Shure and ClearOne on latest patent ruling

ClearOne gets an injunction, Shure vows to fight on

On Thursday it was announced by ClearOne the latest development in their ongoing lawsuit with Shure. Judge Edmond E. Chang of the U.S. District court ruled that ClearOne faced “irreparable harm” and the “public interest” would suffer should Shure be allowed to continue to sell their MXA910 ceiling microphone. Below are the statements from both companies.

From Shure:

We are disappointed and disagree with the Court’s decision, which is not a final determination on this matter and we intend to immediately appeal. We continue to believe that the ‘806 patent is invalid and that we do not infringe on the ‘806 patent and we look forward to presenting the merits of our case to a jury. This injunction does not impact any existing products currently installed. Shure is committed to ensuring best-in-class MXA910 products remain available to its customers and is prepared to modify and supply the product in a way that is compliant with the Court’s order, as needed.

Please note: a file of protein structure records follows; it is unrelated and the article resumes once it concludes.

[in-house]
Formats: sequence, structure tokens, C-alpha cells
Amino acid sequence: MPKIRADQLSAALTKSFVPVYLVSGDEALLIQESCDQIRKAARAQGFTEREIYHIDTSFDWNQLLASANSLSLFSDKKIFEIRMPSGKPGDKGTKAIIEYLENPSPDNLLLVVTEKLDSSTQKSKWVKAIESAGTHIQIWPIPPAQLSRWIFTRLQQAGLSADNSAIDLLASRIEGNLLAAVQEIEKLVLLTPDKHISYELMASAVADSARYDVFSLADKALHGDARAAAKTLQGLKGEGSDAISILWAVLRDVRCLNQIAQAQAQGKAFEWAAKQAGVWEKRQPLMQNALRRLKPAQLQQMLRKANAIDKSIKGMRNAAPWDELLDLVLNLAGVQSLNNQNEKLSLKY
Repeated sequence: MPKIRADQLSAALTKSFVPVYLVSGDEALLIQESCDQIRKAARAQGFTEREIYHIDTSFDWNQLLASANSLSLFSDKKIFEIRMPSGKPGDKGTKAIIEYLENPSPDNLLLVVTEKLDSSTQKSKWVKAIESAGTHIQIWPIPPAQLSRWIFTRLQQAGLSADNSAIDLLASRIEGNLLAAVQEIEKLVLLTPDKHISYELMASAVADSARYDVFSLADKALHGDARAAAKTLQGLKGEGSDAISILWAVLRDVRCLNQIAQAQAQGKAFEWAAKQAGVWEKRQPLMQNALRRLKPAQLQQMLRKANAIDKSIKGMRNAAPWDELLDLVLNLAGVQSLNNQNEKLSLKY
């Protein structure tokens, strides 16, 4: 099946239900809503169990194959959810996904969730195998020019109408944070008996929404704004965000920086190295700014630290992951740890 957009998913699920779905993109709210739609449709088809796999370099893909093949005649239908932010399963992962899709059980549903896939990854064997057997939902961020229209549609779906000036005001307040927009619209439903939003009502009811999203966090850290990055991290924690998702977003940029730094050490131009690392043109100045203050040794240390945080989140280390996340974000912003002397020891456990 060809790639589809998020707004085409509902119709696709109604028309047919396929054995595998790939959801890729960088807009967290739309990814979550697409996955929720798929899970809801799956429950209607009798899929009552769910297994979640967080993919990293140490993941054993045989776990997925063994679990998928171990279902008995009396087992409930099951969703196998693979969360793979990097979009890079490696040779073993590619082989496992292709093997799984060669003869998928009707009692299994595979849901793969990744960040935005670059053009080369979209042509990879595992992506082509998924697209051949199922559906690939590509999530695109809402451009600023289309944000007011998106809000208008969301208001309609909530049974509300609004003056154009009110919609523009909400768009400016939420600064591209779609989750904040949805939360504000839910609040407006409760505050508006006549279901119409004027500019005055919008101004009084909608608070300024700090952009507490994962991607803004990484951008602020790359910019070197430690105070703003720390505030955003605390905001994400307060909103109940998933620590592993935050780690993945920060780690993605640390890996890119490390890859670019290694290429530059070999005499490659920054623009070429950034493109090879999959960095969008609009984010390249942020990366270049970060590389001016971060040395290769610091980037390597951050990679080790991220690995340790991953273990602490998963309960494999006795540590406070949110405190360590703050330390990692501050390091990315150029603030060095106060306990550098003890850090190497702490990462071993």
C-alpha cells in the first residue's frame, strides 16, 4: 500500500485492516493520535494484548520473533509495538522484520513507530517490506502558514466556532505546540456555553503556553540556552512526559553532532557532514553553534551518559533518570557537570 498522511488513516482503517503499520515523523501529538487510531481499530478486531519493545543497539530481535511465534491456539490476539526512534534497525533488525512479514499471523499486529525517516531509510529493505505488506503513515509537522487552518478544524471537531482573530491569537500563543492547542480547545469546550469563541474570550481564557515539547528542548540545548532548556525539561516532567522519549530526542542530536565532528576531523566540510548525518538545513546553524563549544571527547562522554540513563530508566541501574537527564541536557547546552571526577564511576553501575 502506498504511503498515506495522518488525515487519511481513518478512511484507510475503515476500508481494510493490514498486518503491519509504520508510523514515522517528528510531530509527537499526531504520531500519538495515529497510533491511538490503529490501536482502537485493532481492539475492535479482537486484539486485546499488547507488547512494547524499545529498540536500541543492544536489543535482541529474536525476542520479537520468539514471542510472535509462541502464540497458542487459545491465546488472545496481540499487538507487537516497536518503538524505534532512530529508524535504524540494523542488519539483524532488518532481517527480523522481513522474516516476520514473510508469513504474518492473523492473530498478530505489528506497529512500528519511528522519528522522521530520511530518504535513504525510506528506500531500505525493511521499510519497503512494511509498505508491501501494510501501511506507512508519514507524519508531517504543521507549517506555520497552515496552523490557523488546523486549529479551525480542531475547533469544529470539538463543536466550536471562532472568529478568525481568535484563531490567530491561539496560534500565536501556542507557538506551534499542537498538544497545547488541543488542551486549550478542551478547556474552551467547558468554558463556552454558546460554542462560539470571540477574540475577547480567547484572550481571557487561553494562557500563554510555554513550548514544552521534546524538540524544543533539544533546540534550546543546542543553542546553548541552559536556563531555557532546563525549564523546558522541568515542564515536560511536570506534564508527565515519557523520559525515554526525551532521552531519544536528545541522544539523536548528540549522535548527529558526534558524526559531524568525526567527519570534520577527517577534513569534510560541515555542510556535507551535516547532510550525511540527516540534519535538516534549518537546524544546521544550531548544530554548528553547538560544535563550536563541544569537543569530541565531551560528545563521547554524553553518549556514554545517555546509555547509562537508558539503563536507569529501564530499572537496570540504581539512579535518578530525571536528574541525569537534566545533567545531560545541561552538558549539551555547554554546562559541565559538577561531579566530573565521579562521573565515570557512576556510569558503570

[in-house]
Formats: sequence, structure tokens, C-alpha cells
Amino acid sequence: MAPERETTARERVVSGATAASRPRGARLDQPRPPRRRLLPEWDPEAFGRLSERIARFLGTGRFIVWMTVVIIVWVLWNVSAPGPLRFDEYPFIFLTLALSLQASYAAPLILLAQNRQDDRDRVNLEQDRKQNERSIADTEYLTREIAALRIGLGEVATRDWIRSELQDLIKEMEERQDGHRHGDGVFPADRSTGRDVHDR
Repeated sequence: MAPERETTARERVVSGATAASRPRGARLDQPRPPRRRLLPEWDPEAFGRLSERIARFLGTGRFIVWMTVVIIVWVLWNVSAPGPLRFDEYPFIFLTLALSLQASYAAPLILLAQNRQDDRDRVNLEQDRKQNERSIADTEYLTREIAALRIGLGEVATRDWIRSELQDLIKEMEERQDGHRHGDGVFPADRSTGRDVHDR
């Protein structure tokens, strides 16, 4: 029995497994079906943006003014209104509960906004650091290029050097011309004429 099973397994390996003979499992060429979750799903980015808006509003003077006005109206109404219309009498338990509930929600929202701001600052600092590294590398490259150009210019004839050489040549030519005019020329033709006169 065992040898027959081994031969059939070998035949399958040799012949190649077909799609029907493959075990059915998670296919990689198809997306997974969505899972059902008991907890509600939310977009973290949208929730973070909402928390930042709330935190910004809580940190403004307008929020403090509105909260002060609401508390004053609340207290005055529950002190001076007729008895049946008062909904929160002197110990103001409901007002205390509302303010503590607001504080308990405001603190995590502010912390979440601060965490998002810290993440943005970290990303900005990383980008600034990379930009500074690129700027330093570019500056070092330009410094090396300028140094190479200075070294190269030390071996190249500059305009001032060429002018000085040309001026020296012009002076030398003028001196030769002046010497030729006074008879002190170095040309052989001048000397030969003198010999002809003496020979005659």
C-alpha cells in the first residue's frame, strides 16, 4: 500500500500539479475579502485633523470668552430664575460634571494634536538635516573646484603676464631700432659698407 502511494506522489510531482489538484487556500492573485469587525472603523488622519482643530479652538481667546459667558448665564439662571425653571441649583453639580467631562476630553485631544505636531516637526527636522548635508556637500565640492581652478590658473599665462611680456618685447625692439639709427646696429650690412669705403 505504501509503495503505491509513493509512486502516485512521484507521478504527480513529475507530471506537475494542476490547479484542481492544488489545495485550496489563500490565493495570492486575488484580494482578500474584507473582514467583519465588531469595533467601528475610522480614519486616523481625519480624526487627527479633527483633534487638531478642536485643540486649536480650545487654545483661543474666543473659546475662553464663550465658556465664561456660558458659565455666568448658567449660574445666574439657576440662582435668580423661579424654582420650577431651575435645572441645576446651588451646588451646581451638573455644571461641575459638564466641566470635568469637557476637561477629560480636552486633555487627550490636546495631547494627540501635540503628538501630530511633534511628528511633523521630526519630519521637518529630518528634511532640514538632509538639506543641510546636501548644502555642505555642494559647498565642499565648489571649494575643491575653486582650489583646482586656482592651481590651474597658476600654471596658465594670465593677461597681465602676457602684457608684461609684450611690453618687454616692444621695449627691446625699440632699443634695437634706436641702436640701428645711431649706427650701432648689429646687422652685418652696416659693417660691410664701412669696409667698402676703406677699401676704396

From ClearOne:

ClearOne (NASDAQ: CLRO) today welcomed the decision by the U.S. District Court in the
Northern District of Illinoisgranting ClearOne’s request for a preliminary injunction preventing Shure Incorporated from manufacturing, marketing, and selling the Shure MXA910 Ceiling Array Microphone for use in its “drop-ceiling mounting configuration.” The Court determined that such sales are likely to infringe ClearOne’s U.S. Patent No. 9,813,806 (the “Graham Patent”). The Graham Patent, entitled “Integrated beamforming microphone array and ceiling or wall tile,” covers, among other things, a beamforming microphone array integrated into a ceiling tile as a single unit. ClearOne’s beamforming microphone array ceiling tile incorporating the innovative technology of the Graham Patent, the BMA CT, debuted earlier this year and is now shipping.

ClearOne remains confident in the merits of its case against Shure and that it will ultimately succeed on its claims, which assert infringement not only of the Graham Patent but of U.S. Patent No. 9,635,186 and U.S. Patent No. 9,264,553 (the “’553 Patent”) as well. Indeed, as ClearOneannounced earlier this year, on January 24, 2019, ClearOne successfully defeated Shure’s efforts to invalidate the ’553 Patent at the Patent Trial and Appeal Board. The litigation continues to move forward in federal court in the Northern District of Illinois, and no trial date has yet been set.


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